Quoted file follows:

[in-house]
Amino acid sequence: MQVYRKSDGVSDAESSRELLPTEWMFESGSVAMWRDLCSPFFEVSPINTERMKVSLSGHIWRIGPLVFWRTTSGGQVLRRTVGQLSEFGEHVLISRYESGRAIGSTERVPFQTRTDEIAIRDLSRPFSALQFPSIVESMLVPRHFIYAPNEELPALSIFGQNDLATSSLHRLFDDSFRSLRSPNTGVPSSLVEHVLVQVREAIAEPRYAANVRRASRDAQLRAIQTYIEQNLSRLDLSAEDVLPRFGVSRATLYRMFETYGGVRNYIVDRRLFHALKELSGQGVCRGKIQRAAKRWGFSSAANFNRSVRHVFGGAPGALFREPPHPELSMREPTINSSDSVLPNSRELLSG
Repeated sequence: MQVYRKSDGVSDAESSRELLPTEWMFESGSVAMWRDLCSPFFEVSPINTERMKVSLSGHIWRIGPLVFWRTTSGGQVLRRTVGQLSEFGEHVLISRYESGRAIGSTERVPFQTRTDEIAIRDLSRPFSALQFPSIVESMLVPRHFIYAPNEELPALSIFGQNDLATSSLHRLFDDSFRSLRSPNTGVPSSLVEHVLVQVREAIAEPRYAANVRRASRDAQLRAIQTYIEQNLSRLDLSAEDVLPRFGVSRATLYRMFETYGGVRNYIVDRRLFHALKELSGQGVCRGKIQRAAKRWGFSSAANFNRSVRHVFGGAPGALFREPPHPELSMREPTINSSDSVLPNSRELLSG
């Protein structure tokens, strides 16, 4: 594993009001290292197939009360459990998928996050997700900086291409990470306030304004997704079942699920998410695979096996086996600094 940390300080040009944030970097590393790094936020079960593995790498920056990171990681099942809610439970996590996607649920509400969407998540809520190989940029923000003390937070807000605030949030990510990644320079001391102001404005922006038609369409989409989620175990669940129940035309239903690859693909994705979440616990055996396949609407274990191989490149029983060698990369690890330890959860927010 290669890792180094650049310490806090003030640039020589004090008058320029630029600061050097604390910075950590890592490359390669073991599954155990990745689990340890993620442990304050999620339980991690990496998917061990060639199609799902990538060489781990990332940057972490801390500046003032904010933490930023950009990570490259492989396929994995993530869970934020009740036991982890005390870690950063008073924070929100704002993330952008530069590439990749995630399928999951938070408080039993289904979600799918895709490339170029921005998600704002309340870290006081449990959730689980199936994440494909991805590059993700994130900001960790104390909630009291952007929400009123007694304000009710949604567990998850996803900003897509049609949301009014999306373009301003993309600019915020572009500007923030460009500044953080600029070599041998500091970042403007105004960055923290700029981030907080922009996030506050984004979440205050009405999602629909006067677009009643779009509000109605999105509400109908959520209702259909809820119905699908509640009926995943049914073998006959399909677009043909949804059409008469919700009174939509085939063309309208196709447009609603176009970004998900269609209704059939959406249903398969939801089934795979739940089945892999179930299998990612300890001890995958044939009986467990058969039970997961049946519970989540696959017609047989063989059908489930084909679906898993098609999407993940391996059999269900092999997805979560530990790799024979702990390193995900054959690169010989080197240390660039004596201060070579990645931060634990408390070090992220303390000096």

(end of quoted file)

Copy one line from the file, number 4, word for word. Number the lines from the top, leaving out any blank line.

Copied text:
């Protein structure tokens, strides 16, 4: 594993009001290292197939009360459990998928996050997700900086291409990470306030304004997704079942699920998410695979096996086996600094 940390300080040009944030970097590393790094936020079960593995790498920056990171990681099942809610439970996590996607649920509400969407998540809520190989940029923000003390937070807000605030949030990510990644320079001391102001404005922006038609369409989409989620175990669940129940035309239903690859693909994705979440616990055996396949609407274990191989490149029983060698990369690890330890959860927010 290669890792180094650049310490806090003030640039020589004090008058320029630029600061050097604390910075950590890592490359390669073991599954155990990745689990340890993620442990304050999620339980991690990496998917061990060639199609799902990538060489781990990332940057972490801390500046003032904010933490930023950009990570490259492989396929994995993530869970934020009740036991982890005390870690950063008073924070929100704002993330952008530069590439990749995630399928999951938070408080039993289904979600799918895709490339170029921005998600704002309340870290006081449990959730689980199936994440494909991805590059993700994130900001960790104390909630009291952007929400009123007694304000009710949604567990998850996803900003897509049609949301009014999306373009301003993309600019915020572009500007923030460009500044953080600029070599041998500091970042403007105004960055923290700029981030907080922009996030506050984004979440205050009405999602629909006067677009009643779009509000109605999105509400109908959520209702259909809820119905699908509640009926995943049914073998006959399909677009043909949804059409008469919700009174939509085939063309309208196709447009609603176009970004998900269609209704059939959406249903398969939801089934795979739940089945892999179930299998990612300890001890995958044939009986467990058969039970997961049946519970989540696959017609047989063989059908489930084909679906898993098609999407993940391996059999269900092999997805979560530990790799024979702990390193995900054959690169010989080197240390660039004596201060070579990645931060634990408390070090992220303390000096």